Why did Benjamin Franklin start a group called The Junto?

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Franklin formed the Junto club in 1727 in order to hold discussions on morals, philosophy, politics, and other similar issues. Franklin aimed to bring together intelligent men with different areas of expertise for these discussions. Members were expected to be well-read and able to bring new ideas and topics of discussion to the meetings.

Ultimately, the goal of the Junto seems to have been the improvement of those in the group, as well as that of society as a whole. The club developed a list of questions to help guide their discussion and build connections between Junto members, as well as with those outside the group. The questions also focused on society and what the members felt it was lacking, as they sought to address these issues and bring about improvement. Proposals that arose from the group included building hospitals and the University of Pennsylvania and creating a volunteer militia, a library, and a fire company.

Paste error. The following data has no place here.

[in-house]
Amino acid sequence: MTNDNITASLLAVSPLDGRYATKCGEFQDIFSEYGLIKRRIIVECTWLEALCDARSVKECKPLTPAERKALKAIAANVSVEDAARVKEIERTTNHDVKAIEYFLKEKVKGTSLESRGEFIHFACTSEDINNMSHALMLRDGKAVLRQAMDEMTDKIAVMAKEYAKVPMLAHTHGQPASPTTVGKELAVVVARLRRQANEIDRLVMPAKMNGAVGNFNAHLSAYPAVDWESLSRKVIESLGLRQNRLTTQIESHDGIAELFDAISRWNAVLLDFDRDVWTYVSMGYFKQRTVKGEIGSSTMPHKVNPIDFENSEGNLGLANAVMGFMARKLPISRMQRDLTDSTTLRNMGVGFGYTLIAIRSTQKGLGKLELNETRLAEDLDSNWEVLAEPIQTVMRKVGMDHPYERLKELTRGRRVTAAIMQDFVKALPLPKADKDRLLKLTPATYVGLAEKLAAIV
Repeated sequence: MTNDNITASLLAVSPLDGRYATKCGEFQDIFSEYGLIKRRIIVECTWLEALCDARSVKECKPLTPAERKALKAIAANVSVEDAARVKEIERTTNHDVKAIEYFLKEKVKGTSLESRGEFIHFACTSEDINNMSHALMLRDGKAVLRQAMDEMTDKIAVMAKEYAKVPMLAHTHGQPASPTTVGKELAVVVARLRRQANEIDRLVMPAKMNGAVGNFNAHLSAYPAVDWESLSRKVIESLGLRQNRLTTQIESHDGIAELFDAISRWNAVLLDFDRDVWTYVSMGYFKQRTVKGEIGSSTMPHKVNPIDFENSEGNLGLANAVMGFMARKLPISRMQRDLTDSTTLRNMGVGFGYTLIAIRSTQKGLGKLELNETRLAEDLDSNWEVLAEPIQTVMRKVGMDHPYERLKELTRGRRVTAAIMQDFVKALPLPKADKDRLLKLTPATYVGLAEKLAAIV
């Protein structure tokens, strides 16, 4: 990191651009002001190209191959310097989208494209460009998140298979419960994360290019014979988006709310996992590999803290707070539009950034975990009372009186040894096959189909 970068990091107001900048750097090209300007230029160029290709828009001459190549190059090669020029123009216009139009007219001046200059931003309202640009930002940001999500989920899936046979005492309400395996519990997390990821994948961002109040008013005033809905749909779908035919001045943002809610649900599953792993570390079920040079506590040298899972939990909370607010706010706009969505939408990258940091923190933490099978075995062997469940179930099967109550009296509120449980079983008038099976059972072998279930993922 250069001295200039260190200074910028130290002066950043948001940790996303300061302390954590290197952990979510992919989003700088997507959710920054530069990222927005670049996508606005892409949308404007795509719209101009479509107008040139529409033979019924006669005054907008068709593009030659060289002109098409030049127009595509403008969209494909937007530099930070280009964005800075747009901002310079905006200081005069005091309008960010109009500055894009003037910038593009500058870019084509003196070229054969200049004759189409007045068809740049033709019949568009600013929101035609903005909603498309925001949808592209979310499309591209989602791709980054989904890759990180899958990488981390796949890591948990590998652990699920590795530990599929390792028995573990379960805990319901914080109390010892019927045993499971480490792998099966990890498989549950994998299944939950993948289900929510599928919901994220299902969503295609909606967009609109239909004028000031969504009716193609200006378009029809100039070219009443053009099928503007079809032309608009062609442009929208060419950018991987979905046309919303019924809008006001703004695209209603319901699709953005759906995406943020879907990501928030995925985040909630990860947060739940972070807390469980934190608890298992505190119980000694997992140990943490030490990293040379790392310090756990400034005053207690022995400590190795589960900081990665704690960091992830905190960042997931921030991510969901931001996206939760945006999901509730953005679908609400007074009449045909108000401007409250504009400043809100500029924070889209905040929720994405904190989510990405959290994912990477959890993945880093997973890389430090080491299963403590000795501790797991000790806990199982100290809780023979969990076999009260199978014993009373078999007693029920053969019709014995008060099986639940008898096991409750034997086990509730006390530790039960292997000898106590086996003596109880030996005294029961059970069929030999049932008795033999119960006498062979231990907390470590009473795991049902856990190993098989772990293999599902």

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The Junto was created as a sort of philosophical discussion club, but one aimed at undertaking practical reforms. Franklin called the Junto a "club of mutual improvement," and its members were members of what might be called the Philadelphia bourgeoisie, mostly businessmen, merchants, and professionals. Franklin himself had achieved considerable wealth and prominence as a printer, and the Junto was an important step toward establishing himself as a sort of civic leader. Each member of the Junto would come to meetings with a topic for discussion, and each also agreed to contribute an essay for discussion on a regular basis. Franklin intended that these debates would become a sort of forum for civic improvement, and indeed the Junto was more than a simple debate society. Its first contribution to Philadelphia society was to establish a lending library, the first in the British American colonies. The Junto gradually turned from debates about moral philosophy to an organization devoted to scientific inquiry. It eventually developed into the American Philosophical Society, an organization that still exists today.

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